"[People said], 'Ahh there's so many elements, and I don't really know what's going on.' Making sure there is enough meat and awesome for the fans and at the same time it's approachable for people who are coming back in [for Halo Infinite]."
The Halo Infinite box art might tease some story and gameplay elements
There's a new glowing blue element to Master Chief's helmet that we've not yet seen before, and the Halo Infinite box art is definitely intriguing. The E3 2019 trailer showed Master Chief inserting a chip he'd had clenched in his hand while being all frozen in space. It didn't light up, and flashed a message that read 'AI not detected'. That was already a little tease that Cortana is about somewhere, and now we're thinking that she's right at home within Master Chief's helmet.
The box art also features several blue beams of light that seem to look like mission markers, but with so many visible could this be a hint of an open world-style structure for Halo Infinite? We certainly hope so. Even seeing Master Chief poised by the open rear door of a Pelican seems to reinforce that, perhaps using the vehicle to drop into different areas for missions. Studio Head Chris Lee has mentioned that the pilot in the trailer is a new character for the universe, and a significant one too. Perhaps its he that's ferrying you around in this world?
Halo Infinite microtransactions might exist but are too early to call
A job ad has revealed that Halo Infinite microtransactions appear to be a thing, or at least something development is courting. At this stage, when we've yet to even see the actual game, it's hard to really make a call on it.
However, Halo community director Brian Jarrard has answered fans' worries by saying not to "worry over a job description" and that it "doesn't mean it'll result in something bad".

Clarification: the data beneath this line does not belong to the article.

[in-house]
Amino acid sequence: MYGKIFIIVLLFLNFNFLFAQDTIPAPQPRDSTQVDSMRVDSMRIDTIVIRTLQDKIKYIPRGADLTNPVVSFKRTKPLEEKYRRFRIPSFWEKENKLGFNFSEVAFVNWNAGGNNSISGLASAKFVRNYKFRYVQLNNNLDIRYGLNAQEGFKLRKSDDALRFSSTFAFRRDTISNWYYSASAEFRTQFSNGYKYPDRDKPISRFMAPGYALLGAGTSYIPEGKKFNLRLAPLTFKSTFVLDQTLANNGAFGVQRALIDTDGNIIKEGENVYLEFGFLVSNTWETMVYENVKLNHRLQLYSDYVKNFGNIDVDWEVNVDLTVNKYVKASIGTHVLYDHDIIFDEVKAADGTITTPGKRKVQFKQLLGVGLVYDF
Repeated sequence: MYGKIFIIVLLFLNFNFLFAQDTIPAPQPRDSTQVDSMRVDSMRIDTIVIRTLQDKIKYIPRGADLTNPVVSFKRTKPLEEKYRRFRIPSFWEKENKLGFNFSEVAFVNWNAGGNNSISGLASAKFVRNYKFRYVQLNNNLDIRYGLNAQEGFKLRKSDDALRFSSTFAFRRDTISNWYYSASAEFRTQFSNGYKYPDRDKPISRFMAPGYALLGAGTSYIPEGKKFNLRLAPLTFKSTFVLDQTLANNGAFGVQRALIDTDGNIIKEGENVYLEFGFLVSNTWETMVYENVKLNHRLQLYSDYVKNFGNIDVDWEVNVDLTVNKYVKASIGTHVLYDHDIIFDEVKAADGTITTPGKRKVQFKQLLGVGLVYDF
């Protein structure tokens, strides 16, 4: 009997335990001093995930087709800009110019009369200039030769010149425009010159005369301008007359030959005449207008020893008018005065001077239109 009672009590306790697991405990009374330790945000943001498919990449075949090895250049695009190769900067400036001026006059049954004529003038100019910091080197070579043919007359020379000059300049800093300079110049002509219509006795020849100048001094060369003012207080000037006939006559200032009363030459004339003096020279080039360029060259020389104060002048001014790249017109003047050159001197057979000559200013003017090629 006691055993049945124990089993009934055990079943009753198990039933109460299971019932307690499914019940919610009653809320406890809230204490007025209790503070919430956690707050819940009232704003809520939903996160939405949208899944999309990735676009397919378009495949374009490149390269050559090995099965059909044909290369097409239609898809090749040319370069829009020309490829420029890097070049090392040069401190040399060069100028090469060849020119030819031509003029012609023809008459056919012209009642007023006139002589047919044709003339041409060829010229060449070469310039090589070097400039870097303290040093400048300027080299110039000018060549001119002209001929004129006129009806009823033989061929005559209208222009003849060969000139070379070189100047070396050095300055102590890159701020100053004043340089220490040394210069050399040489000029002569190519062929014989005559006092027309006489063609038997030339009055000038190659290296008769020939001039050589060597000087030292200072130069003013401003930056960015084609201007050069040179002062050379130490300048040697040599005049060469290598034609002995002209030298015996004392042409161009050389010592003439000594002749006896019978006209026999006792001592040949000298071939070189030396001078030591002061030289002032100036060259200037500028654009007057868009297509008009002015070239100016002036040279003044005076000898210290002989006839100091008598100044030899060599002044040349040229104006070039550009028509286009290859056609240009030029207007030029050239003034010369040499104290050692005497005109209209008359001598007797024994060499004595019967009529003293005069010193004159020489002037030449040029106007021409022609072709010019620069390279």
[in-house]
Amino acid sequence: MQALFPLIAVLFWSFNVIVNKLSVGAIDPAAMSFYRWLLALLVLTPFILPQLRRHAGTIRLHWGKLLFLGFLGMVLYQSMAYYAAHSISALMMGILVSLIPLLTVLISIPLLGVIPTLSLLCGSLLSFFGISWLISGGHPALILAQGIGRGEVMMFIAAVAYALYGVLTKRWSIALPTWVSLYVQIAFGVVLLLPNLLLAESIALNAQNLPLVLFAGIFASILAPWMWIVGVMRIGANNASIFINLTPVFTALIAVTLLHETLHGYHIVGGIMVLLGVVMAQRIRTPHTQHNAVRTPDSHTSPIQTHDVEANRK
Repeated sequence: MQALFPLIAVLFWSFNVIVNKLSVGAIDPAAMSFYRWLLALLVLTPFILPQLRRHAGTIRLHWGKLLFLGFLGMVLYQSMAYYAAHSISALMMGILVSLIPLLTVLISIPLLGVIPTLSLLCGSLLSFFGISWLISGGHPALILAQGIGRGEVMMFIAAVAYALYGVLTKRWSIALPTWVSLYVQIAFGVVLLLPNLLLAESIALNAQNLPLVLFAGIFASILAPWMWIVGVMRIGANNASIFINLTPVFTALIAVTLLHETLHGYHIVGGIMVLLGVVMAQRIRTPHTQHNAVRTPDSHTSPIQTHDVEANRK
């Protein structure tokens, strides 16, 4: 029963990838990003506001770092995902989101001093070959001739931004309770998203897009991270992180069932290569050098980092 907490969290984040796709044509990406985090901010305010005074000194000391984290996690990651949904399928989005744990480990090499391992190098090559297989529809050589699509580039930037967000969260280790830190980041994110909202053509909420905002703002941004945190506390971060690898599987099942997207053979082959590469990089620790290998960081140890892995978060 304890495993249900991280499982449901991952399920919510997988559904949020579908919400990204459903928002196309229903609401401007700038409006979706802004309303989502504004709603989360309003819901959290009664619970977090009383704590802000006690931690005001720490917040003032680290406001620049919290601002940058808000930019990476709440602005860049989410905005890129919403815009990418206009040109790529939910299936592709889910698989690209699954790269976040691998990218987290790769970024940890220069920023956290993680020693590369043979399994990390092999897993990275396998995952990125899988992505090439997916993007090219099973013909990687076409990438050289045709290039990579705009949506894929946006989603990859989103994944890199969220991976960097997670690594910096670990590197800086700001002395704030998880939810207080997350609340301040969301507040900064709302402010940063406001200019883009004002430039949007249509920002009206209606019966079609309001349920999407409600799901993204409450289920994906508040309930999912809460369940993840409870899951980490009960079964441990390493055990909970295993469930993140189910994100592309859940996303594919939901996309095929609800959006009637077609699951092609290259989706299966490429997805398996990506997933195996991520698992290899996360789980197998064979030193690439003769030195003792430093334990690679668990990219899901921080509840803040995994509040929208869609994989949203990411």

I know there’s very little real info to go on thus far, but I wouldn’t worry over a job description. All pretty standard stuff in the industry, doesn’t mean it’ll result in something bad.September 21, 2018
The Halo Infinite reveal trailer isn't actually the game
Halo Infinite was announced as part of the Xbox E3 2018 press conference - in fact, it was the first game Microsoft showed on-stage. But there really wasn't too much solid details on just what we were looking at, other than it was being powered by a new engine, dubbed "Slipspace". In fact, in a blog post, 343 studio head Chris Lee clarified that what we saw was not Halo Infinite, but merely a tech demo for Slipspace.
"We still have a long way to go until we ship the game, so things will certainly evolve between now and the release of Halo Infinite, though the engine demo is a clear indication of the direction we are heading with our next game and a great snapshot of where our tech is right now," Lee wrote.
In other words: this announcement was more of a 'it's coming' than anything concrete.
Halo Infinite battle royale won't be a thing at launch, but you might be able to make your own
Despite rumours of a Halo Infinite battle royale mode floating around the internet, 343 Industries' own Frank O'Connor has said that there are no plans for the game to launch with a battle royale mode. However, he has suggested that players are more than welcome to create their own version of Halo + Fortnite in the franchise's Forge mode.
"We will not talk about the launch content of Halo Infinite until we're ready. I haven't watched the video so if I am misinterpreting the headline as 'Halo Infinite is launching with/as a Halo Battle Royale mode' that is still not the case," O'Connor said in response to a Brad Sams video posted in a Resetera thread. "You can probably make your own Battle Royale mode in Forge even right now though."
"The launch modes for MP are not 100% defined and are subject to change till quite late in the process - but Battle Rifle will still be there." O'Connor said. "But are we interested in big social modes with loads of organic shenanigans? Yes. Specifically a blimp full of survivors heading to an island after a (metaphorical) lecture from Beat Takeshi? No."